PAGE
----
By Stephen J. Kotz
The top-to-bottom review of the proposed Harbor Market & Kitchen continued on Thursday, February 26, when the matter was taken up by the Sag Harbor Village Zoning Board of Appeals.
This time the focus was on the bottom—specifically the basement—of the former Espresso Market at the corner of Division and Henry streets and whether changes proposed to it constitute the expansion of a commercial use in a residentially zoned neighborhood.
Eric Bregman, the attorney for the market’s owners, Paul and Susana Del Favero, insisted they did not, while Jeffrey Bragman, the attorney representing a group of neighbors, argued the opposite position, with both men taking the occasional verbal swipe at their opponent.
After listening to well over an hour of testimony, an obviously frustrated ZBA, whose members asked the attorneys to wrap up their arguments, voted to adjourn the hearing until March 17.
It was the second time the market was placed under the microscope this week. On Monday, the village Board of Historic Preservation and Architectural Review focused on the roof of the building, where the appearance of new heating and air conditioning units, has provoked an outcry among neighbors who say it is ugly and noise from various compressors and other equipment will disturb their peace and quiet.
Although the Del Faveros had already received ARB approval for the renovation of the building, they agreed to come back this week to discuss screening the rooftop equipment after neighbors complained and the ARB said it had not known the extent of the changes proposed for the roof.
In his presentation on Thursday, the Del Faveros’ attorney, Mr. Bregman, said that the village had already issued a building permit for a series of changes to the interior of the first floor, but that building inspector Thomas Preiato had declined to sign off on the movement to the basement of some food preparation equipment, including a sink and oven, pending a ZBA ruling on whether or not such changes represented an expansion of a commercial use.
Mr. Bregman said the basement had been used for food preparation since the building housed Federico’s market back in the 1970s.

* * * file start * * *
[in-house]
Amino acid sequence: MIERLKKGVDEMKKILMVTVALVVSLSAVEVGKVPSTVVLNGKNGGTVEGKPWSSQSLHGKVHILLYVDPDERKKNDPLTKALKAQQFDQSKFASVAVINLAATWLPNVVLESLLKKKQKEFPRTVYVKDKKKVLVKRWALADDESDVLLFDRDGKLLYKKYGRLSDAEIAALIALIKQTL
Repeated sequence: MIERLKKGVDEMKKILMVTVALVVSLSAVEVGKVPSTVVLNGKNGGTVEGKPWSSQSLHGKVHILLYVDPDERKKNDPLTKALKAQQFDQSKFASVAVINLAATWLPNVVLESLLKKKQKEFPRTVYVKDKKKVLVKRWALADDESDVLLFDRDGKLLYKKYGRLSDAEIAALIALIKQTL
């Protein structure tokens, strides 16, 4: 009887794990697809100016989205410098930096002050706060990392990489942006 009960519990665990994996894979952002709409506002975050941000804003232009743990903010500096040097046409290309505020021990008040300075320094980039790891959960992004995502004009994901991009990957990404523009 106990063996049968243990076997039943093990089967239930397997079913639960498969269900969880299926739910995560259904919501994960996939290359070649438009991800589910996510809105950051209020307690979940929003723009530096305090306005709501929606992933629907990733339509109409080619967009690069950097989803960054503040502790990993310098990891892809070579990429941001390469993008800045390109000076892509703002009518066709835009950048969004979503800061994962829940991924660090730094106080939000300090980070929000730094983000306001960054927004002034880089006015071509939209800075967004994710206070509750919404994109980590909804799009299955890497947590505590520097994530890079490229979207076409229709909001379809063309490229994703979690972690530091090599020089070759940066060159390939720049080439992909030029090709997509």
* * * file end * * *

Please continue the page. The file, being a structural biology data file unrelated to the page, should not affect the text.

“If you add a refrigerator, that doesn’t change the use or expand the use. If you have an espresso machine that doesn’t change the use or expand the use,” Mr. Bregman said.
ZBA members seemed to agree with that line of reasoning. “Making your business more successful doesn’t mean you are expanding a nonconforming use,” said the board’s attorney, Denise Schoen.
The second variance request is for the use of a plan to expand the basement of the building by 28 square feet by rebuilding and putting a ceiling over a walled-in pit that is under a deck on the side of the building, so a bathroom can be moved into it and an office expanded.
Although Mr. Bregman said “there is no other economically viable use for that area other than what is proposed,” Ms. Schoen countered that it was still an expansion of the building’s square footage and she would recommend that the ZBA treat it as a request for a use variance.
Speaking on behalf of the neighbors, Mr. Bragman agreed with Ms. Schoen that the basement expansion should require a use variance, but he added that in deciding whether the commercial use was being expanded, the ZBA needed to determine whether more floor area was being used for it. He said adding equipment to the basement was, indeed, an expansion.
Although the ZBA said it would not weigh in on the rooftop equipment, Mr. Bragman said it was germane to the application. “Placing all the mechanicals on the roof is a dramatic change of use,” he said. “I think logic suggests the reason they put the equipment on the roof was so they could get more space inside the building.”
As he did at the ARB meeting, Mr. Bregman again accused Mr. Bragman of wrongly suggesting that the Del Faveros acted in bad faith. “These people are completely cooperating” with the village, he said, “and this innuendo is what you do when you don’t have a case.”
“I’m telling you the narrative the counsel just gave you is a fantasy,” replied Mr. Bragman.
“These applicants owe this village a big-time explanation of what is going on inside that building,” Mr. Bragman said. When they appeared before the ARB, “they did not talk about the 800-pound gorilla in the room, the equipment on the roof.”
“This is a very dangerous precedent for this board. It holds the possibility that anyone who has a flat roofed building can up stuff up there and expand their use,” he said.
Douglas Moyer, the architect for the project, had the last word. “I just want to say that the previous comments are very unnerving,” he said of Mr. Bragman’s criticism, insisting once again that all work approved was included in plans he submitted with the application. “There was no attempt at deception,” he said. “I live in Sag Harbor too, and I plan to for a long time.”